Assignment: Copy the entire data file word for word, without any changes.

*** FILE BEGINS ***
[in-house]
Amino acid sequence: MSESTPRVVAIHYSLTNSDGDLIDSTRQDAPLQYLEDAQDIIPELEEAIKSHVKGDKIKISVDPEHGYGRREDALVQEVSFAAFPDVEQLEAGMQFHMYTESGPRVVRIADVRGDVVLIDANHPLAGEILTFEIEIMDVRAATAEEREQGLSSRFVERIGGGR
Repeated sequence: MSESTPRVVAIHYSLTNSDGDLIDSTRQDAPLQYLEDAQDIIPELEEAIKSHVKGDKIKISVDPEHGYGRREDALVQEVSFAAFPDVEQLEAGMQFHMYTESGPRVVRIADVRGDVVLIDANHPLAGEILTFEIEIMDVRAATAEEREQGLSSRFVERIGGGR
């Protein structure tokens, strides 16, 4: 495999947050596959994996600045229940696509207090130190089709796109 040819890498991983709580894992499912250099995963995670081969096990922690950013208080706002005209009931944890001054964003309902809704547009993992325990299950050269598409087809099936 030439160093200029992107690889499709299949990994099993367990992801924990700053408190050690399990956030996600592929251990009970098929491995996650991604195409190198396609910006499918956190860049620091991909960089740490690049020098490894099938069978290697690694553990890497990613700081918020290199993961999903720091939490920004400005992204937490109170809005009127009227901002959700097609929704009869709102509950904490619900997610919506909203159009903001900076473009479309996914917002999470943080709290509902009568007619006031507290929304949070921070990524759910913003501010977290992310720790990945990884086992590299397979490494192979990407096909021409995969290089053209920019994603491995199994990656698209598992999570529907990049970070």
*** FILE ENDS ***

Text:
[in-house]
Amino acid sequence: MSESTPRVVAIHYSLTNSDGDLIDSTRQDAPLQYLEDAQDIIPELEEAIKSHVKGDKIKISVDPEHGYGRREDALVQEVSFAAFPDVEQLEAGMQFHMYTESGPRVVRIADVRGDVVLIDANHPLAGEILTFEIEIMDVRAATAEEREQGLSSRFVERIGGGR
Repeated sequence: MSESTPRVVAIHYSLTNSDGDLIDSTRQDAPLQYLEDAQDIIPELEEAIKSHVKGDKIKISVDPEHGYGRREDALVQEVSFAAFPDVEQLEAGMQFHMYTESGPRVVRIADVRGDVVLIDANHPLAGEILTFEIEIMDVRAATAEEREQGLSSRFVERIGGGR
């Protein structure tokens, strides 16, 4: 495999947050596959994996600045229940696509207090130190089709796109 040819890498991983709580894992499912250099995963995670081969096990922690950013208080706002005209009931944890001054964003309902809704547009993992325990299950050269598409087809099936 030439160093200029992107690889499709299949990994099993367990992801924990700053408190050690399990956030996600592929251990009970098929491995996650991604195409190198396609910006499918956190860049620091991909960089740490690049020098490894099938069978290697690694553990890497990613700081918020290199993961999903720091939490920004400005992204937490109170809005009127009227901002959700097609929704009869709102509950904490619900997610919506909203159009903001900076473009479309996914917002999470943080709290509902009568007619006031507290929304949070921070990524759910913003501010977290992310720790990945990884086992590299397979490494192979990407096909021409995969290089053209920019994603491995199994990656698209598992999570529907990049970070």